We concluded the posts this month with a look at a few “apocryphal” Gospels. The word connotes writings that are “secret” or “hidden”, but there is no reason why these texts should be hidden from the person in the pews any longer. As I work from within a particular Christian framework, none of these writings hold any theological authority on par with the canonical Jewish and Christian Scriptures for me. However, they are invaluable historical documents that fill out the historical and social contexts and the kind of traditions, beliefs, and practices that various groups across the Judeo-Christian spectrum were engaging, often in dialogue and debate with each other and with other groups in the larger Graeco-Roman world. Christian writers in the first few centuries did not yet know what would ultimately be decided as canonical and continued to write to either learn more about Jesus (e.g. the circumstances of his heavenly pre-existence, birth, childhood, ministry, passion, or post-ascension existence) or to interpret the person and message of Jesus through a particular theological lens, only some of which were finally judged to be theologically “orthodox” (e.g., the debate between the Gospels that presented Jesus as a dying Saviour versus as a dispenser of esoteric and revelatory knowledge). If you go to the tab “Academic Resources (External),” you can look up “primary sources” and read up some of the unofficial translations of them online. Official editions of texts may be found in the nearest academic library.
A long time ago, there was a meme circulating among the biblioblogs about lost ancient sources that we wish we could recover, but I could not find some of these older posts when I typed this into a google search. I wonder what would be on your list (also note that I am not presuming any of these hypothetical sources exist but it would certainly shed some light if we discovered some source like them):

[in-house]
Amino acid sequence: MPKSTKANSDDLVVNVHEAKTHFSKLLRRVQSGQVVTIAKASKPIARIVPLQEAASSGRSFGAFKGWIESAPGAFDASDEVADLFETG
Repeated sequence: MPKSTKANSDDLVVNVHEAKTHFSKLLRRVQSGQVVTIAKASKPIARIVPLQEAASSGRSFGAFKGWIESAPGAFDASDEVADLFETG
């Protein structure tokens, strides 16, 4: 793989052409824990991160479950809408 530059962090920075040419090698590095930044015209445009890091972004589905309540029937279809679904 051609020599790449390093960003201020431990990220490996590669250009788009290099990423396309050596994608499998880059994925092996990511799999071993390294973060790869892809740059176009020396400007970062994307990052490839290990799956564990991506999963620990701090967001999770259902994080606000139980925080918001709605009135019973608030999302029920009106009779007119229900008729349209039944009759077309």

- J, E, D, and P or whatever lost sources underlie the Pentateuch?
- Q, M, L, other collections (sayings, pronouncement stories, miracles), signs source, passion narrative, the Logos hymn, proto-Gospels, or whatever sources underlie our New Testament Gospels?
- Lost Gospels such as the Gospel according to the Hebrews.
- Lost Epistles such as Paul’s “letter of tears” to the Corinthians or his letter to the Laodiceans.
- Lost Patristic sources such as the Exposition of the Oracles of the Lord by Papias of Hierapolis.
If we were to discover these sources, I wonder what scholarly theories they would disprove or force us to heavily revise? And what new scholarly theories would they encourage us to develop?
I offered an overview of the major theories surrounding the Patristic and Medieval Christian comments on the so-called Gospel according to the Hebrews. In the debate over whether there was one, two, three, or more Jewish Christian Gospels, I support the two Gospel hypothesis (i.e. the Gospel according to the Hebrews and a Gospel known to Epiphanius). On the other hand, David B. Sloan has a website dedicating to reconstructing Q, a hypothetical common source to Matthew and Luke, and argues for the identification of Q with the Gospel according to the Hebrews (see especially his conference paper). Thus, he not only argues that there was only one Gospel that was known to our various Patristic authors (Clement, Origen, Didymus, Eusebius, Epiphanius, Jerome, etc.), but also that it was a very early source that informed the Synoptic tradition. Check out his arguments and see what you think.